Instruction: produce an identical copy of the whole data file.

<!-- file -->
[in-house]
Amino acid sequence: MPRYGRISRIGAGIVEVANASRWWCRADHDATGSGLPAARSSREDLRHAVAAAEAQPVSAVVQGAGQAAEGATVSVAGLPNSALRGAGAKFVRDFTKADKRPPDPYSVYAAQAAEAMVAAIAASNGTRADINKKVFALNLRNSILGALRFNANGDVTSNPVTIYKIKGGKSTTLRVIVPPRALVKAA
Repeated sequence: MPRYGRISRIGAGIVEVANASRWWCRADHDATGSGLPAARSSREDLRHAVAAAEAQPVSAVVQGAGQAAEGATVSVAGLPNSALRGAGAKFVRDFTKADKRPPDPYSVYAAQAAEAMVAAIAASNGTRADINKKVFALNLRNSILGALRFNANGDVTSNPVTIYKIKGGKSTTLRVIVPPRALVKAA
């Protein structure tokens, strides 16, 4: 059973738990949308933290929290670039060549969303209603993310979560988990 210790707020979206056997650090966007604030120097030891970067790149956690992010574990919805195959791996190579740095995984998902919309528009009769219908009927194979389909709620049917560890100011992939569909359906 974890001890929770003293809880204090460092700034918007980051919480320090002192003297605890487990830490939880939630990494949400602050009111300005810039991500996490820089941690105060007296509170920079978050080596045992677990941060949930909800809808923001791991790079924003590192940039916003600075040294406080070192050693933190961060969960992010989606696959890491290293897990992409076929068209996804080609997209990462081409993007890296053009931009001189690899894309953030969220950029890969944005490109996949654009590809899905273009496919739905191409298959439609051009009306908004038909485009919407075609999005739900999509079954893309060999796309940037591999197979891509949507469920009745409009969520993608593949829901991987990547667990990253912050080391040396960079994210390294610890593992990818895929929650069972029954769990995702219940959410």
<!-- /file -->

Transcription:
[in-house]
Amino acid sequence: MPRYGRISRIGAGIVEVANASRWWCRADHDATGSGLPAARSSREDLRHAVAAAEAQPVSAVVQGAGQAAEGATVSVAGLPNSALRGAGAKFVRDFTKADKRPPDPYSVYAAQAAEAMVAAIAASNGTRADINKKVFALNLRNSILGALRFNANGDVTSNPVTIYKIKGGKSTTLRVIVPPRALVKAA
Repeated sequence: MPRYGRISRIGAGIVEVANASRWWCRADHDATGSGLPAARSSREDLRHAVAAAEAQPVSAVVQGAGQAAEGATVSVAGLPNSALRGAGAKFVRDFTKADKRPPDPYSVYAAQAAEAMVAAIAASNGTRADINKKVFALNLRNSILGALRFNANGDVTSNPVTIYKIKGGKSTTLRVIVPPRALVKAA
């Protein structure tokens, strides 16, 4: 059973738990949308933290929290670039060549969303209603993310979560988990 210790707020979206056997650090966007604030120097030891970067790149956690992010574990919805195959791996190579740095995984998902919309528009009769219908009927194979389909709620049917560890100011992939569909359906 974890001890929770003293809880204090460092700034918007980051919480320090002192003297605890487990830490939880939630990494949400602050009111300005810039991500996490820089941690105060007296509170920079978050080596045992677990941060949930909800809808923001791991790079924003590192940039916003600075040294406080070192050693933190961060969960992010989606696959890491290293897990992409076929068209996804080609997209990462081409993007890296053009931009001189690899894309953030969220950029890969944005490109996949654009590809899905273009496919739905191409298959439609051009009306908004038909485009919407075609999005739900999509079954893309060999796309940037591999197979891509949507469920009745409009969520993608593949829901991987990547667990990253912050080391040396960079994210390294610890593992990818895929929650069972029954769990995702219940959410």